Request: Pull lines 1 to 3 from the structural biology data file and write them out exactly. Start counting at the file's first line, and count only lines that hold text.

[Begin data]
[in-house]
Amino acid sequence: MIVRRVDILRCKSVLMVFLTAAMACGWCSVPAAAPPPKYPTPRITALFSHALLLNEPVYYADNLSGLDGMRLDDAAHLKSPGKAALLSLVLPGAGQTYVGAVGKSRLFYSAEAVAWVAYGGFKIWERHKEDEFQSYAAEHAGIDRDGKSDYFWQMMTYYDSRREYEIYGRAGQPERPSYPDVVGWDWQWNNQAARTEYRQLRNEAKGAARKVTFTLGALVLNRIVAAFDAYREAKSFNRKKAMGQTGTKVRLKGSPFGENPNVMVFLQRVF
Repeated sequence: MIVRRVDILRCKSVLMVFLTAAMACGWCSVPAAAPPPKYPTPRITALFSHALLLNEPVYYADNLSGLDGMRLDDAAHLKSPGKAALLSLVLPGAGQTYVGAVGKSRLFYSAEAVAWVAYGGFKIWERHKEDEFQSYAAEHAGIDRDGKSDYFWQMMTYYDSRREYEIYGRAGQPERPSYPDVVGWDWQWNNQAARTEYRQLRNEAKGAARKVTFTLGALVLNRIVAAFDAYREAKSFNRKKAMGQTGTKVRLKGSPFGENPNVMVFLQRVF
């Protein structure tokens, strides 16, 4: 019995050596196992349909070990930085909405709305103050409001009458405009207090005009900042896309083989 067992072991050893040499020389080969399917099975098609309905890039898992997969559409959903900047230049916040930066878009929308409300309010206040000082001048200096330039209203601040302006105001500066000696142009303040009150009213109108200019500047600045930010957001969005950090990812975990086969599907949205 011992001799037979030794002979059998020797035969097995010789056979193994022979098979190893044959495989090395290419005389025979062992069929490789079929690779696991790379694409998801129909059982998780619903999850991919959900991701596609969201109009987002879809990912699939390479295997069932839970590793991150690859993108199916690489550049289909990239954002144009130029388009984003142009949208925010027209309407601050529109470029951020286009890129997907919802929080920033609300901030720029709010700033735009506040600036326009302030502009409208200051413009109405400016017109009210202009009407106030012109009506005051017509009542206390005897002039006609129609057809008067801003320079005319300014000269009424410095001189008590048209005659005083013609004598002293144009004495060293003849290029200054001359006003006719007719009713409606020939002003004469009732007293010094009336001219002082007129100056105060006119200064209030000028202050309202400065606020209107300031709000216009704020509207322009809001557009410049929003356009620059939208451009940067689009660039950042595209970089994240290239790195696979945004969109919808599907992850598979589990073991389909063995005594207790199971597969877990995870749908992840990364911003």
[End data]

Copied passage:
[in-house]
Amino acid sequence: MIVRRVDILRCKSVLMVFLTAAMACGWCSVPAAAPPPKYPTPRITALFSHALLLNEPVYYADNLSGLDGMRLDDAAHLKSPGKAALLSLVLPGAGQTYVGAVGKSRLFYSAEAVAWVAYGGFKIWERHKEDEFQSYAAEHAGIDRDGKSDYFWQMMTYYDSRREYEIYGRAGQPERPSYPDVVGWDWQWNNQAARTEYRQLRNEAKGAARKVTFTLGALVLNRIVAAFDAYREAKSFNRKKAMGQTGTKVRLKGSPFGENPNVMVFLQRVF
Repeated sequence: MIVRRVDILRCKSVLMVFLTAAMACGWCSVPAAAPPPKYPTPRITALFSHALLLNEPVYYADNLSGLDGMRLDDAAHLKSPGKAALLSLVLPGAGQTYVGAVGKSRLFYSAEAVAWVAYGGFKIWERHKEDEFQSYAAEHAGIDRDGKSDYFWQMMTYYDSRREYEIYGRAGQPERPSYPDVVGWDWQWNNQAARTEYRQLRNEAKGAARKVTFTLGALVLNRIVAAFDAYREAKSFNRKKAMGQTGTKVRLKGSPFGENPNVMVFLQRVF